The arteries originating from the aortic arch and the branches of these arteries in red squirrels (Sciurus vulgaris)

https://doi.org/10.17221/3158-VETMEDCitation:Aydin A. (2011): The arteries originating from the aortic arch and the branches of these arteries in red squirrels (Sciurus vulgaris). Veterinarni Medicina, 56: 131-134.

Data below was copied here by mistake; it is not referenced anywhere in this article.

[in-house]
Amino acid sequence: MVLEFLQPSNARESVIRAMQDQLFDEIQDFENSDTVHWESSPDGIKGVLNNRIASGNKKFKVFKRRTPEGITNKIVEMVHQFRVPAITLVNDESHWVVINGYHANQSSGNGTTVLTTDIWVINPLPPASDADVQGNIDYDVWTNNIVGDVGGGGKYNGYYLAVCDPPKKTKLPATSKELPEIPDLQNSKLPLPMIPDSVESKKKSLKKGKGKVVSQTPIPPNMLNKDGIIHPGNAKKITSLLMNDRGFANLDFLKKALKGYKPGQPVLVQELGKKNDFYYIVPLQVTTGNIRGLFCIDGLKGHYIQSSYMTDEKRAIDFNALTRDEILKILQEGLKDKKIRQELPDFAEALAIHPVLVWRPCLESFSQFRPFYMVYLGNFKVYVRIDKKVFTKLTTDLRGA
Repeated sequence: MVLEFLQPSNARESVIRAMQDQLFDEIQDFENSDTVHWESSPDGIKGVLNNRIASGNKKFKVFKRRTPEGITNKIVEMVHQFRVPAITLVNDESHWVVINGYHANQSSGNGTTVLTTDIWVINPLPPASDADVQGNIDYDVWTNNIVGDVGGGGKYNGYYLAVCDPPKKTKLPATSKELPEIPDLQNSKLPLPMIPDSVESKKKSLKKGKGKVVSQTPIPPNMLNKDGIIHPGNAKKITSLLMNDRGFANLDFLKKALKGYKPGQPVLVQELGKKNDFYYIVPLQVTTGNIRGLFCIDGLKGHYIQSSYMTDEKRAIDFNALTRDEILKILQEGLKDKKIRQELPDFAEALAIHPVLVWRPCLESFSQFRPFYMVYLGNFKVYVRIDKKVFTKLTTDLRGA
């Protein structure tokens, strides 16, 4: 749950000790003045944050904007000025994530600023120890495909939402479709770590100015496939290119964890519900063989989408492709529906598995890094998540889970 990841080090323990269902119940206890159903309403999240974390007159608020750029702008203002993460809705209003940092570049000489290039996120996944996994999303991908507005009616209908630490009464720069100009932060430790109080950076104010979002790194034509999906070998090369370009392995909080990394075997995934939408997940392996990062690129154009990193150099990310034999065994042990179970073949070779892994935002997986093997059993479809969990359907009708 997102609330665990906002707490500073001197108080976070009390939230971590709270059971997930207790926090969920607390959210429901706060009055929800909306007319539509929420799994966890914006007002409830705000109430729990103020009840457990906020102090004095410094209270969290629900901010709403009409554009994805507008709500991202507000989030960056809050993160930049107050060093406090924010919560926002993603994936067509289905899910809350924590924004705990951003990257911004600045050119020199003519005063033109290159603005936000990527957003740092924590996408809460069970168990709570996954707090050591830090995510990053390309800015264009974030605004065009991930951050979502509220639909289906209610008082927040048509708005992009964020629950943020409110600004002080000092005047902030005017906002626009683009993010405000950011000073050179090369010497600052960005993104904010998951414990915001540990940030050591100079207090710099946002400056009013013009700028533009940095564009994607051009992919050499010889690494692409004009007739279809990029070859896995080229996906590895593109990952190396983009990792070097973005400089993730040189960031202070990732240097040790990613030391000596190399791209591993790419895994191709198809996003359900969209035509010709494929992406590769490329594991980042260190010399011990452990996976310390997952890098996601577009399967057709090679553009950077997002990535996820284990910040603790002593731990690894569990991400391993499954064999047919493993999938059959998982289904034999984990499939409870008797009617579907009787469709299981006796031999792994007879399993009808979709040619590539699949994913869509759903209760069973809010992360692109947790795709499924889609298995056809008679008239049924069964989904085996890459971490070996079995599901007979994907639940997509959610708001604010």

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This study had the aim of investigating the anatomy of the aortic arch in squirrels (Sciurus vulgaris). Ten squirrels were studied. The materials were carefully dissected and the arterial patterns of arteries originating from the aortic arch were examined. The brachiocephalic trunk and the left subclavian artery were detached from the aortic arch. The brachiocephalic trunk first gave the left common carotid artery, and then detached to the right subclavian and common carotid artery. In all the examined materials, the left and right subclavian arteries gave branches that were similar after leaving the thoracic cavity from the cranial thoracic entrance. But while the whole branches of the the right subclavian artery were arising from almost the same point the left subclavian artery gave these branches in a definite order, and the branches that separated were the following: the internal thoracic artery, the intercostal suprema artery, the ramus spinalis, the vertebral artery and the descending scapular artery. It also gave the common branch formed by the junction of three of the cervical superficial, the cevical profund and the suprascapular arteries. After the separation of these branches, continuation of the artery gave the external thoracic artery on the external face of the thoracic cavity and then formed the axillar artery. The axillary artery separated into the subscapular and the brachial arteries. Thus, the arteries originating from the aortic arch and the branches of these arteries are different from other rodents and from domestic mammals.
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